Author: Sidharth Sonawat, Fellow, YES Global Institute
One of the less analysed aspects of Budget 2018 is the rise of customs duty on a number of items as India applies more levers to accelerate the ‘Make in India’ initiative. Some analysts have raised fears of protectionism emanating from these measures detrimental to long term health of the economy. A closer scrutiny of the measures reflects that there is a lot of homework which has gone behind the list of items identified for higher customs duty. Let’s look at the drivers of this change in trade policy in detail:
First, the custom duty measures seek to give a fillip to emerging areas of manufacturing and consolidate India’s competitive advantage in some others; India is gearing up to be a major electronics manufacturer in the near future. Various segments of electronics (automotive, mobile phones, electronics et al) have shown a growth anywhere in the range of 13% to 54% compounded growth over the period 2012-13 to 2016-17 (Exhibit 1).
Exhibit 1- Source: Ministry of Electronics and Information Technology, GoI Annual Report, 2016-17
This has belied forecasts of several trade experts who believed that India has lost the electronics manufacturing bus permanently due to its late entry into the global market. Electronics is also the shining star in terms of the ‘Make in India’ initiative. The duty intervention in certain auto ancillaries and import of complete vehicles into India is to sustain and deepen the competitive advantage in this area. India is on the cusp of becoming a giant in the area of automobiles and these measures shall lead to movement towards 100% indigenization to truly emerge as a hub of automobile manufacturing. The sector has a long tail of externalities across the capital goods sector and most of the output is contributed by a number of SMEs who supply to large OEMs.
Secondly, the measures are also targeted to protect domestic manufacturers from cheap Chinese products as in the case of Tyres. This is also in continuation with the move in September 2017 wherein anti-dumping duty was imposed on import of certain type of radial tyres used in commercial vehicles to protect domestic manufacturers from below cost shipments from China for five years in the range of USD 245.35 to USD 452.33 per tonne. Earlier in the year, India has beefed up lax implementation of standards for consumer goods to stem the flow of sub-standard products into the country. The raising of duties in food processing also follows the same lead; new norms make it mandatory for importers to obtain a license, streamlines standards for a level playing field and a minimum shelf life of 6 months for imported processed foods. Overall, the intention is to attract large investments into the food processing sector to enable India’s emergence as a sourcing hub for the global food processing industry.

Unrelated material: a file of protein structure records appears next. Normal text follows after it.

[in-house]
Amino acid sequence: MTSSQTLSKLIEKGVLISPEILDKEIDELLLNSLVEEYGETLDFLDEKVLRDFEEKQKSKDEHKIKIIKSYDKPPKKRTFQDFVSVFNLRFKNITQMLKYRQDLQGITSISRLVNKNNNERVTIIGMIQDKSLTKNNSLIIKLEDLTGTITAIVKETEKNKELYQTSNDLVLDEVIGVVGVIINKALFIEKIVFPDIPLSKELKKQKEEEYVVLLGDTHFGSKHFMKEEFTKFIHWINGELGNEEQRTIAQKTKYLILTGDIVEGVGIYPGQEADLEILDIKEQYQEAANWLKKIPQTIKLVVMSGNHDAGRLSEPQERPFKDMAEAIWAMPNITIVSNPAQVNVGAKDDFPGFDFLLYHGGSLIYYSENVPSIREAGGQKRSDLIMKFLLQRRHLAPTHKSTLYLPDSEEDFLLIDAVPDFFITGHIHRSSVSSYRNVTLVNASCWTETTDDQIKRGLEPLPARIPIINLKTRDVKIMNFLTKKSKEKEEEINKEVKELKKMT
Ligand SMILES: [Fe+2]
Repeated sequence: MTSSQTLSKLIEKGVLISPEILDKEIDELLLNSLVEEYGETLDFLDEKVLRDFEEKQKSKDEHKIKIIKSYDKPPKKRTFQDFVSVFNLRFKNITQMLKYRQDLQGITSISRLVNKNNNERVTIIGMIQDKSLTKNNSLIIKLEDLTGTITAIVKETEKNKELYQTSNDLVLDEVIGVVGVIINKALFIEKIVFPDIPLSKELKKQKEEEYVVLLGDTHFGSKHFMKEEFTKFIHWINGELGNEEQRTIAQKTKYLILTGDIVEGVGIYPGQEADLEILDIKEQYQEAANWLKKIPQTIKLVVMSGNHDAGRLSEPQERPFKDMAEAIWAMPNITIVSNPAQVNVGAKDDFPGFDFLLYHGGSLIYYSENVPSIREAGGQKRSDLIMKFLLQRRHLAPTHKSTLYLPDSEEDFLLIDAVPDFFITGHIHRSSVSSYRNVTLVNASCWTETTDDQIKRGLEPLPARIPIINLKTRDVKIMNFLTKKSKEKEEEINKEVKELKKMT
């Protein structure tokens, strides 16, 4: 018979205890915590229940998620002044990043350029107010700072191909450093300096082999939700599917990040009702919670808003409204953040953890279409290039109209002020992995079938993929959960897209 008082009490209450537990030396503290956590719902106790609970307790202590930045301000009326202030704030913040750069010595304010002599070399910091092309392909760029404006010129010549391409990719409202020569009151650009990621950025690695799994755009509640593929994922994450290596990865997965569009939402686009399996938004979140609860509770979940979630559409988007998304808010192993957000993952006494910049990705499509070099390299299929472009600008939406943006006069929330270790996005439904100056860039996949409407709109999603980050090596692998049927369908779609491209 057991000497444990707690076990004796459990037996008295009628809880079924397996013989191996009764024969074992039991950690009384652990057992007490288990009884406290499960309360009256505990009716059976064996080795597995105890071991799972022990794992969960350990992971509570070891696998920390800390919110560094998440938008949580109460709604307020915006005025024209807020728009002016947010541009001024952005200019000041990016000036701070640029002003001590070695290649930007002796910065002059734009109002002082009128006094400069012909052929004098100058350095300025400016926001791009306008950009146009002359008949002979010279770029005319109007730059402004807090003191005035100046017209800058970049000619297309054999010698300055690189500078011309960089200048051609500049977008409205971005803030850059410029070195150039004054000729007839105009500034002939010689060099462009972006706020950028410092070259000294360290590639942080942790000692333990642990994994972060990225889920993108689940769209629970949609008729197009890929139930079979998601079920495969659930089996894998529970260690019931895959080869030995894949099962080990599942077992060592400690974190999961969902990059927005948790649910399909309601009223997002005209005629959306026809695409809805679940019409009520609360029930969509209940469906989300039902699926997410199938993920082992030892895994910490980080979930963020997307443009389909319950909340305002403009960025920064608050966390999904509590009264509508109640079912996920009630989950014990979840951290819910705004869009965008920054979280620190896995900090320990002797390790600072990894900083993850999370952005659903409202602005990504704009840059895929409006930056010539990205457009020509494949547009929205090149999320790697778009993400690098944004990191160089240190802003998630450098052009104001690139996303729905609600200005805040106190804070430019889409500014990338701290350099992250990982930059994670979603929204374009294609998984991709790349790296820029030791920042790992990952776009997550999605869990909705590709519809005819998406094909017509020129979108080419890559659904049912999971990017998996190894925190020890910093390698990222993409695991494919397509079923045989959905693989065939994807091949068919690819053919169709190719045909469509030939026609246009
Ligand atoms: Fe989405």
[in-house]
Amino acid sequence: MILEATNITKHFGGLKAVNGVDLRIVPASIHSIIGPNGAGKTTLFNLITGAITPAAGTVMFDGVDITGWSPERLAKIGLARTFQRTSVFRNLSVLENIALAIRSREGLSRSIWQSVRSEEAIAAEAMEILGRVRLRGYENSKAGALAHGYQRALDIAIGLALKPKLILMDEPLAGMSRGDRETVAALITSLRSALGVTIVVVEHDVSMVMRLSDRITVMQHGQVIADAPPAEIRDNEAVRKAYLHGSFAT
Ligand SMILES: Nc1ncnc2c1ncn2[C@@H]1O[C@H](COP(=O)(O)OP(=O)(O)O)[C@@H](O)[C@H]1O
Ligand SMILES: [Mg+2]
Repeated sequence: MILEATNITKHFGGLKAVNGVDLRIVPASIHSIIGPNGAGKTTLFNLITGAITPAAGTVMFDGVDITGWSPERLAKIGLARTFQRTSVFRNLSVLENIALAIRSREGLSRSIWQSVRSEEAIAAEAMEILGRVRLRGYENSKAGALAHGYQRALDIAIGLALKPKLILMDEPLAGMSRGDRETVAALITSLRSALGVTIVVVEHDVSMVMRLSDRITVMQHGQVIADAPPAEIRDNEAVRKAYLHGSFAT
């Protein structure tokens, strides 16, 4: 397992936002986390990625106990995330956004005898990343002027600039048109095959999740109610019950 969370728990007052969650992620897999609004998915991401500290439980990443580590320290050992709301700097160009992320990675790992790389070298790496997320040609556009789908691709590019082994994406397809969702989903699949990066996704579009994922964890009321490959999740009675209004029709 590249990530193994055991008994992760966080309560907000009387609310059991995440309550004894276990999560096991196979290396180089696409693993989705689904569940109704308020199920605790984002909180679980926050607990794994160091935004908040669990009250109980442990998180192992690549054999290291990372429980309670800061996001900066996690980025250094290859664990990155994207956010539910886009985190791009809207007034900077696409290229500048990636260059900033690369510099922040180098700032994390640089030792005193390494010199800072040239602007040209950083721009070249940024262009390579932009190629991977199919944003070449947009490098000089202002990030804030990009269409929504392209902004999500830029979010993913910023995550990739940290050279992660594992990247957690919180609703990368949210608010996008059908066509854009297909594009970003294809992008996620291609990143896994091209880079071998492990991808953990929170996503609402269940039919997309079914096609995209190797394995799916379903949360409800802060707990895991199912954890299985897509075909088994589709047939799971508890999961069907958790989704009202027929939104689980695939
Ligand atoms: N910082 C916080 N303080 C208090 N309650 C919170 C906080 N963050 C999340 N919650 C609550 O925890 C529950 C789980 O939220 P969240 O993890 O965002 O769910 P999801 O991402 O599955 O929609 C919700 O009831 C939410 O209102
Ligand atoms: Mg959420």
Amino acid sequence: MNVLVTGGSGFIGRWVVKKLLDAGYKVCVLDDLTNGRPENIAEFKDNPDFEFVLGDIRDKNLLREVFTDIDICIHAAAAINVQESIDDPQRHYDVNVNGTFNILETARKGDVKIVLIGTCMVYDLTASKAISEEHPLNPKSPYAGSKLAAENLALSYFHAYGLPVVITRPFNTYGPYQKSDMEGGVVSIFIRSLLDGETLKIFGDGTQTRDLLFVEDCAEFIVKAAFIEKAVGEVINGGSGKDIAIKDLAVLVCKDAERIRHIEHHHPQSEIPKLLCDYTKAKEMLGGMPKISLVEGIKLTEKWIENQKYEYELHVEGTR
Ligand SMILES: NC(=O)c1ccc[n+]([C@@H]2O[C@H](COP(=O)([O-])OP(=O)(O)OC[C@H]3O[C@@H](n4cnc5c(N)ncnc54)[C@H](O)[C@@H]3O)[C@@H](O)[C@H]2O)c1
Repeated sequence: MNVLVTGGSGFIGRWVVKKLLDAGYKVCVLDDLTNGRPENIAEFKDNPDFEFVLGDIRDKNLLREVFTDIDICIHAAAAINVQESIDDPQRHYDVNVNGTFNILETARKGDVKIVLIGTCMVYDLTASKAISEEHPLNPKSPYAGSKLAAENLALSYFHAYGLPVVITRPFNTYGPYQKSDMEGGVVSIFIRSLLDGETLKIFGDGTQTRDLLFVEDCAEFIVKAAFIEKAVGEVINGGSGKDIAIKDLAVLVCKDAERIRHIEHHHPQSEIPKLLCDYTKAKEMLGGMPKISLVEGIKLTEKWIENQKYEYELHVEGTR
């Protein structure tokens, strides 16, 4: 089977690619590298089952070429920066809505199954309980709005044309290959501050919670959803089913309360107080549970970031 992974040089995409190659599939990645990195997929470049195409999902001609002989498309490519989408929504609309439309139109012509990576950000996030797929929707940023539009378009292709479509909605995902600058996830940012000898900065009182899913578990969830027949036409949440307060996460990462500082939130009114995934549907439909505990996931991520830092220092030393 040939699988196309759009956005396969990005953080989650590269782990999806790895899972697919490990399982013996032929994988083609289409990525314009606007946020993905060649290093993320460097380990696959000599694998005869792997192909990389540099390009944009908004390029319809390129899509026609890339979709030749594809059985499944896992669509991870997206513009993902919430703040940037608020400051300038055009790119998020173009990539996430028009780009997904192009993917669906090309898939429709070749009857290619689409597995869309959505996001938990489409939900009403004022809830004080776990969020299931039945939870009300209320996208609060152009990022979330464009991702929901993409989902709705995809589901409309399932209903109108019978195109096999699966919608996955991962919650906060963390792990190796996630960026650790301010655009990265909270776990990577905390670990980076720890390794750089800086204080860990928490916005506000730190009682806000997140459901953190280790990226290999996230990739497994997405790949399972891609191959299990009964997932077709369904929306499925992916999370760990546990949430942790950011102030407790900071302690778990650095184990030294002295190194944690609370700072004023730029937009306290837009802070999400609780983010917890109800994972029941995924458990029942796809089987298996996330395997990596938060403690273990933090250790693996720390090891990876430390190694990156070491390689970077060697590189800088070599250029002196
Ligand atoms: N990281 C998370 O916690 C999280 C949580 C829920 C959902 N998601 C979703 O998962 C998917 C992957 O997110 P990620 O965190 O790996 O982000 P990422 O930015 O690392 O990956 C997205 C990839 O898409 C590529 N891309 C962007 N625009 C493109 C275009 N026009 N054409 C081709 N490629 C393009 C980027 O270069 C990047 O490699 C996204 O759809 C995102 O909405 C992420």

Next, the labour intensive nature of the items has been particularly identified for higher import duties including footwear, precious stones and jewellery. This is on the background that around three-fourth of high-end sports shoes sold by companies, including Nike, Adidas and Puma are imported. The footwear industry has also seen a reprieve as economics of the business have been impacted due to implementation of the cow slaughter law in a few states.
Finally, by lowering corporate taxes for MSMEs, it is hoped that exports performance can be revived. India’s exports are unusual in that the largest firms account for a much smaller share than in other comparable countries. All the sectors identified for interventions are dominated by medium sized enterprises and a lowering of taxes shall provide an incremental capex opportunity to such entities.
While some of the measures may land India into the WTO, for the most part India has a very genuine case for shielding its terrain for domestic manufacturers from unnatural competition from abroad. The government however, needs to be aware that these measures have to be time bound and dynamic to have the desired impact on the health of the economy.